Most Australian LNG project operators have opted to delay their final investment decisions (FIDs), deciding to wait for the medium-term market reaction and then act accordingly.
This has limited the scope for future LNG growth in the country, claimed analytics company, GlobalData.
According to GlobalData, delays in LNG projects, such as Woodside’s Scarborough and Santos’ Barossa field, have resulted in a reduced forecast for future LNG growth.
The FIDs delays for backfill projects also raises the prospect of greater spare capacity than previously anticipated, as production from the existing Pluto and North West Shelf developments decline. The North West Shelf participants recently agreed to process third party gas from the onshore Waitsia field but this will not make up from the two-year delay to Browse, now not expected until 2028 at the earliest.
The delays bring into question the necessity for expansions at the Burrup Hub, at least to the extent currently announced. By the time the Scarborough field comes online, there may be enough spare capacity at the existing LNG facilities to accommodate its production, presenting an alternative to the $6.1 bill expansion at Pluto, GlobalData said.
In a look at Canada, GlobalData said significantly low gas prices and the global LNG supply glut caused by COVID-19 has led to a delay in upcoming LNG projects in the country.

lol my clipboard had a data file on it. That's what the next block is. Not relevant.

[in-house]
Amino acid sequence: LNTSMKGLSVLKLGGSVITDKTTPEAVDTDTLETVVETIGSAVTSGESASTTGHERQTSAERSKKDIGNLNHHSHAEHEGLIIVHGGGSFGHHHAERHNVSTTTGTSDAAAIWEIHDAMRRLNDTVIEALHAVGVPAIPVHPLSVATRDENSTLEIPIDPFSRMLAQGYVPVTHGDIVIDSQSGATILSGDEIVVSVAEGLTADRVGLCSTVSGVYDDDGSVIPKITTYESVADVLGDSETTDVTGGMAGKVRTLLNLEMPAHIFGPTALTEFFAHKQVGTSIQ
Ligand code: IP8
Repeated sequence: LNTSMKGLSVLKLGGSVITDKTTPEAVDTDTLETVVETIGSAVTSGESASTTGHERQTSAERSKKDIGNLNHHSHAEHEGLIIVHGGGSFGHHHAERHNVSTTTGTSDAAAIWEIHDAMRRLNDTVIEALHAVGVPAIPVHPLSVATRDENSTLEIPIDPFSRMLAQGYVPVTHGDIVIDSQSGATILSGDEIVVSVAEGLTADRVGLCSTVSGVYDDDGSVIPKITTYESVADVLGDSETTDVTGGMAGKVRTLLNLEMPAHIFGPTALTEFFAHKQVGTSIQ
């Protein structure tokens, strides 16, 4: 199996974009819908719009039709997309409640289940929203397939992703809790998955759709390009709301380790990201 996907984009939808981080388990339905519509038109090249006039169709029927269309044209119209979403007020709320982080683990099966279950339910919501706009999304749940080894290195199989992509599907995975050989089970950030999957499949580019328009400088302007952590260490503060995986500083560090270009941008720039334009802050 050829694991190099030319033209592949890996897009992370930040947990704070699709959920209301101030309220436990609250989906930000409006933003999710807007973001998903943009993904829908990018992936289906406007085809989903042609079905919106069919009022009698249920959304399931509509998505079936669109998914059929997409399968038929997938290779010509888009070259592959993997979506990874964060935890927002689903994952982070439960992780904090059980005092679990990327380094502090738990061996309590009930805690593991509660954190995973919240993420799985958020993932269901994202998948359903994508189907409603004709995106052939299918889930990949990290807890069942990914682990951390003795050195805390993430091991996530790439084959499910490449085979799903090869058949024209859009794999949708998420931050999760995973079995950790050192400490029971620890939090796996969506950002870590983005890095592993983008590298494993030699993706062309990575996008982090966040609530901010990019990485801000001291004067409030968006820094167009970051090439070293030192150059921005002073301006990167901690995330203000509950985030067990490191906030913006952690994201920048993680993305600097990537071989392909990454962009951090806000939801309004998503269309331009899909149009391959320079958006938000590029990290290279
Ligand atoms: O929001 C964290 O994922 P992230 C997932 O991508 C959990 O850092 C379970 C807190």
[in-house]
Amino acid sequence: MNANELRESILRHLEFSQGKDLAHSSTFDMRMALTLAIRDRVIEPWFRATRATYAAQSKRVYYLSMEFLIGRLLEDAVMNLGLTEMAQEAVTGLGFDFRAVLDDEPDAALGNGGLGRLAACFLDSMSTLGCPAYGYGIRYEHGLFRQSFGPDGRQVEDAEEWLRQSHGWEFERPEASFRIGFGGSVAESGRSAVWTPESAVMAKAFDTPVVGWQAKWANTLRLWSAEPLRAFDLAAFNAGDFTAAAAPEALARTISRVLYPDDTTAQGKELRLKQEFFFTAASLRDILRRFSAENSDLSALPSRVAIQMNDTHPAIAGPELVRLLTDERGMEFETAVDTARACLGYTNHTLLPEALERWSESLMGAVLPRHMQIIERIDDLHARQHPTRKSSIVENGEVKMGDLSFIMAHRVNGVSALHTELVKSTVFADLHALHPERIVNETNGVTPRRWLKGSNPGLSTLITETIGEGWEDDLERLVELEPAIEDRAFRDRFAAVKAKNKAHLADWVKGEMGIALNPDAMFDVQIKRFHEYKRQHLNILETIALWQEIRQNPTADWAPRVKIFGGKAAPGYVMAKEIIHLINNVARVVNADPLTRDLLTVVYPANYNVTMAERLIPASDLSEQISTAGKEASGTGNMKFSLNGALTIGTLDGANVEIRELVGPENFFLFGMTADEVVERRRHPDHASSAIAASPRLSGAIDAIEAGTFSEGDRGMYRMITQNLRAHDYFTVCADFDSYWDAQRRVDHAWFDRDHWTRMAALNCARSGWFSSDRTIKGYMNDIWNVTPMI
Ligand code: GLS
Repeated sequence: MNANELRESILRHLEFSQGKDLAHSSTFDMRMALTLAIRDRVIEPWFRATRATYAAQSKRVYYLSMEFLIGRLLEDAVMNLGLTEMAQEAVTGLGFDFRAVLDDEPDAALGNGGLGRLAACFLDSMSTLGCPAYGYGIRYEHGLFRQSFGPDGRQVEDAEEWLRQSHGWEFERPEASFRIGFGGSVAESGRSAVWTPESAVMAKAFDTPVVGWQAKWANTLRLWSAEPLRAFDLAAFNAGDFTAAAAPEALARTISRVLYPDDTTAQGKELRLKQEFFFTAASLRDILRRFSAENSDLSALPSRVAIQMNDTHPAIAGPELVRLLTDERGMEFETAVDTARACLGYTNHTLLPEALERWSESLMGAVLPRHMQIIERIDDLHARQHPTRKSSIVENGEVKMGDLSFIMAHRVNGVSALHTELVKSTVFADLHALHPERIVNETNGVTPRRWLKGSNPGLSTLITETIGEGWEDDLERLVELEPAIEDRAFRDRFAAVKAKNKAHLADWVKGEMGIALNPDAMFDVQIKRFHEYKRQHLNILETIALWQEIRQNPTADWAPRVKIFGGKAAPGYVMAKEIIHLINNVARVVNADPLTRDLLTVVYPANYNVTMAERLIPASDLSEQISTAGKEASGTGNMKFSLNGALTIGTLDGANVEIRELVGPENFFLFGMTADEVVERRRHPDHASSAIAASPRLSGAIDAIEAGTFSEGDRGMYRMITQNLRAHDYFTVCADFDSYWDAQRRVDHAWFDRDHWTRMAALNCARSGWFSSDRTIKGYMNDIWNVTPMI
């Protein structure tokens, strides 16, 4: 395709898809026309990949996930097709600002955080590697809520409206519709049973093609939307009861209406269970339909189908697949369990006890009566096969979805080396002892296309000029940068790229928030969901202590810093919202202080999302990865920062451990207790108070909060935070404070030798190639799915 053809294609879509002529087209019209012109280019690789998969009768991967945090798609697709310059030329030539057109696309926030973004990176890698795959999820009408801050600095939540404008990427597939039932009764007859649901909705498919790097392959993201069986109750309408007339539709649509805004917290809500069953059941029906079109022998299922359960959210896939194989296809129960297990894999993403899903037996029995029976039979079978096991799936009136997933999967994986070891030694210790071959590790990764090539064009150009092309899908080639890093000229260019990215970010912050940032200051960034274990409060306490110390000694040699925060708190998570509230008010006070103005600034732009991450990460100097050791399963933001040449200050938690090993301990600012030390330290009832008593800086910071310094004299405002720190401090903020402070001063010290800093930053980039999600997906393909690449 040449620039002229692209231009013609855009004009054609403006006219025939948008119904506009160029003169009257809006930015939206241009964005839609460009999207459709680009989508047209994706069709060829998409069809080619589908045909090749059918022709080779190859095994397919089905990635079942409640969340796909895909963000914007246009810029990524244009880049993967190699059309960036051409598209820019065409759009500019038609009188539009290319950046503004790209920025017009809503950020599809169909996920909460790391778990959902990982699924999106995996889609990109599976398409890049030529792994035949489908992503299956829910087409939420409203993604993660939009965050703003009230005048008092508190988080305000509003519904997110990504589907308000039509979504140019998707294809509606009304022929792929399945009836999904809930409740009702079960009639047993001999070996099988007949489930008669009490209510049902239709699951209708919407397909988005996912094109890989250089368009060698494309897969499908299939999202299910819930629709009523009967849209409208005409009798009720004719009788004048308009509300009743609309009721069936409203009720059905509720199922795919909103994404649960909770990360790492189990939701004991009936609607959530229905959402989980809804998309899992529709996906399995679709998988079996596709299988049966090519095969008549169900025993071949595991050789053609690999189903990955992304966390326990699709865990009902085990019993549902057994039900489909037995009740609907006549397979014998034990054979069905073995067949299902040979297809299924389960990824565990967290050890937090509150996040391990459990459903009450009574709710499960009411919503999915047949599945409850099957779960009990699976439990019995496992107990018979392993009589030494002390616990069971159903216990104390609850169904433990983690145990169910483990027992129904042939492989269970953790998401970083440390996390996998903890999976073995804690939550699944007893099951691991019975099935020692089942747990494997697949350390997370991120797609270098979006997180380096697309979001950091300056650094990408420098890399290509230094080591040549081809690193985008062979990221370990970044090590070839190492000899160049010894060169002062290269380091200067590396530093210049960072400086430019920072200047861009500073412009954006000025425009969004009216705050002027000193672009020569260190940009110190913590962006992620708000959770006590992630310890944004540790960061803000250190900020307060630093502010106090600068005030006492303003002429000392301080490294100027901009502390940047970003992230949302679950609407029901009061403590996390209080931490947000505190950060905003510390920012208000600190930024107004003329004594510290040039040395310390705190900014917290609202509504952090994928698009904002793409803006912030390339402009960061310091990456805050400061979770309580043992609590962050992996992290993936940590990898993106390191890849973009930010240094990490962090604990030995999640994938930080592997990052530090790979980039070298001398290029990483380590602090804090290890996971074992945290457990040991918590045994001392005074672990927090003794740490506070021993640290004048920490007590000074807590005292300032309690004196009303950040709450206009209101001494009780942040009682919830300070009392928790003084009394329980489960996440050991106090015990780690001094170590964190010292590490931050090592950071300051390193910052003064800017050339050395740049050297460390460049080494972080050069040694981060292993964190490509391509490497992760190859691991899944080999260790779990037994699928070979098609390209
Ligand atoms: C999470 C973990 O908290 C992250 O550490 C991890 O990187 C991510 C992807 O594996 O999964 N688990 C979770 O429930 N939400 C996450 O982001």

Rising competition amid a supply overhang might make it challenging for Canadian LNG producers to remain cost competitive.
GlobalData’s Haseeb Ahmed, commented: “One victim of the sharp fall in gas prices and surplus supply of LNG is the Pieridae Energy’s Goldboro LNG export project, which saw delays to its financial investment decision (FID) in April - with its start year likely to be pushed to 2025. However, the company is upbeat about investing once the market conditions improve, which can allow it to analyse the situation better.”
Participants in Canadian LNG projects, such as Shell, Chevron Corp, Petroliam Nasional Bhd, and Woodside Petroleum, have revised their capex guidance. In February, 2020, Woodside wrote down $720 mill in the Kitimat LNG project in which the company owns a 50% stake.
Ahmed added: “Canada’s LNG sector needs to come up with strategies to thwart competition from the US, which is expected to become more self-sufficient in terms of natural gas production. The kind of unconventional gas reserves in the country and the technological advancement in drilling can propel growth prospects of the Canadian LNG sector.
“Strategic initiatives focusing more on exports, achieving economies of scale by increasing operational efficiency, and investing in disruptive technologies, such as analytics and robotics, can help the LNG sector to tide-over the current scenario.
“Although the LNG market faces similar challenges across the globe, it depends on how Canada’s LNG sector adapts to the current economic situation to sustain in the long-run,” he said.